Going on holiday this summer? Holiday season is fast approaching, and chances are you’ve already booked everything from the rent-a-car to the in-flight meal option. But right about now, in some cases 8 weeks before heading out to the sun, is vaccination time. Make sure you haven’t forgotten about your travel vaccinations and get clued up on the jabs you might be needing.
Where are you going?
Obviously the vaccinations required vary greatly depending on the destination. On 9th June, WHO (World Health Organisation) released an updated overview of countries requiring the Yellow Fever vaccination http://www.who.int/ith/2015-ith-county-list.pdf?ua=1 , so just because you’ve been somewhere before and didn’t need any protection, that doesn’t mean you won’t need it this time round, as guidelines and disease presentations can dramatically change very quickly. You only have to look at the Ebola Crisis in West Africa or the developing Middle East Respiratory Syndrome (MERS) virus in China to know that diseases and the risks of them can dramatically change in a short period of time. Currently there are no vaccinations for these diseases available, so where there are vaccinations, equip yourself with the knowledge required to ensure you and your family stay protected. There are various sites that can help with what vaccinations are needed where, but this one is simple to use and very clear, offering information on the diseases mentioned to put minds at ease: http://www.fitfortravel.nhs.uk/destinations/africa/central-african-republic.aspx
Do I have to?
Vaccinations for Yellow Fever are mandatory when travelling to many countries, meaning you will need to present proof of travel vaccination before being allowed over the border. Some border patrols will also ask for certificates for other diseases like cholera, although this isn’t international law. To make sure you’ve got the vaccines needed for you specific country, check visa requirements and ask your physician which ones you definitely have to have.
Having said that, just because the vaccination is not the law, it doesn’t mean you should without a doubt be having it. There are plenty of countries who only recommend the yellow fever vaccination, and nowhere has anti-malaria tablets as mandatory, but you could be at enormous risk if you don’t get your shot or course of tablets. In general, it’s best to get the travel vaccinations recommended to you.
What are the big risks?
Again, it varies from country to country but there are certain diseases it can’t hurt to be aware of, and if they are a risk in the countries you’re travelling to this summer, make sure you get covered.
Yellow Fever - Travellers to South America and Africa are at risk of yellow fever, which is carried by mosquitoes. Symptoms include a rash, flu-like fever and muscle aches. In most cases it will solve itself with a lot of rest, but in 15% of cases, it can lead to bigger problems like organ failure, and sometimes even death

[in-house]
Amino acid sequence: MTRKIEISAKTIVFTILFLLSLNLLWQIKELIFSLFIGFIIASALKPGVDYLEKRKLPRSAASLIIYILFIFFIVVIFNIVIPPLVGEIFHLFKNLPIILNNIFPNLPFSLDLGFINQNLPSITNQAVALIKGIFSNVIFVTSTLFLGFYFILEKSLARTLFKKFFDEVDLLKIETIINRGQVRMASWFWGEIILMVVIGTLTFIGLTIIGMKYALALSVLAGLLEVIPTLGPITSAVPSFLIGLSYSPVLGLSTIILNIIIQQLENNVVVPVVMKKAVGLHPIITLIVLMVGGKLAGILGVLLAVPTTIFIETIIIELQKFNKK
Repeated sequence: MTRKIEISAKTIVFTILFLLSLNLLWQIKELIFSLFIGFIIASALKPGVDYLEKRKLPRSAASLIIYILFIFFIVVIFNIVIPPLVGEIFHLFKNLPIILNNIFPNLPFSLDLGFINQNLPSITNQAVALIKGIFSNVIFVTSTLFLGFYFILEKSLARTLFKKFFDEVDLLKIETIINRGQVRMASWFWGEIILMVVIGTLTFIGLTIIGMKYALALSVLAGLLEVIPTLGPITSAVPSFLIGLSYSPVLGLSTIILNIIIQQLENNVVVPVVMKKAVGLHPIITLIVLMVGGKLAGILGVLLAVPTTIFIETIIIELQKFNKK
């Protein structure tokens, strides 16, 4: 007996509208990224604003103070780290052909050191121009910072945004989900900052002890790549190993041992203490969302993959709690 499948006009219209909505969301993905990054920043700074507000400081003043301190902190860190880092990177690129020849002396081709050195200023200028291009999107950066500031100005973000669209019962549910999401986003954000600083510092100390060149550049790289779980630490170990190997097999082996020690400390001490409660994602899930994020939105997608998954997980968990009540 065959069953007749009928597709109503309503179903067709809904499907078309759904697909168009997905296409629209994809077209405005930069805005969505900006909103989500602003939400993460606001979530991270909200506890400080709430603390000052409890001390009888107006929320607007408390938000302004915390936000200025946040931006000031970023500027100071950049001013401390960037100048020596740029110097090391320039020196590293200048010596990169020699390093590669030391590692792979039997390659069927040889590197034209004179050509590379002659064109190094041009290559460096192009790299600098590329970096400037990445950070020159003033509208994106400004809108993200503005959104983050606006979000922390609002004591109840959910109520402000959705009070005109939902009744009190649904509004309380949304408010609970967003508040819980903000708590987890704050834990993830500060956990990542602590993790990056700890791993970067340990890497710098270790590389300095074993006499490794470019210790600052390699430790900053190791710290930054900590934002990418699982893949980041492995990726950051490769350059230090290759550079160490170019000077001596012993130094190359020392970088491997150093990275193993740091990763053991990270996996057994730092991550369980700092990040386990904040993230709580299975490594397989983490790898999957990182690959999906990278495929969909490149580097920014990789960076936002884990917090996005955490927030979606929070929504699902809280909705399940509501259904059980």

Malaria - Imagine Yellow Fever, but worse. Malaria also spreads through mosquitoes and mosquito bites, and symptoms are similar to extreme flu, with some cases of vomiting, jaundice and anaemia. There is no vaccination against malaria, but there are several courses of anti-malaria tablets to protect against the disease. If you are heading to a high-risk area for malaria, such as the Middle East, Asia and India, make sure you’re protected
Hepatitis A and B - Hepatitis A can show absolutely no symptoms, but is dangerous for your liver. It can be spread easily through contaminated food such as shellfish, and while abroad you could be at greater risk because of no pre-exposure to the disease. Hep B is transmitted through blood, bodily fluids, poor hygiene in hospitals or through sexual contact. Similar to Hep A, it affects the liver and has flu-like symptoms in addition to itching
Rabies - Rabies is one to look out for if you are going to be around animals while on holiday. While it is mainly contracted between animals, it can cross over to humans. Although not as common as other diseases, the death rate is extremely high, with most cases proving fatal within a week. Symptoms include muscle spasms and cardiac arrest, and there is currently no cure once you’ve started showing symptoms
Typhoid - Another one contracted through contaminated food and drink, symptoms include a nasty fever and rash, acute abdominal pain and constipation. It’s easily contracted, even if you just eat a salad that’s been washed in contaminated water, and although locals may be fine because they’ve built up an immunity, you may not be so lucky.
There are many more diseases you could need protecting against, this is just a few of the biggies. Talk to your GP or physician and discuss with them which vaccinations are needed for your summer holiday, then arrive at your destination safe in the knowledge you’ve done all you can to avoid getting ill on holiday.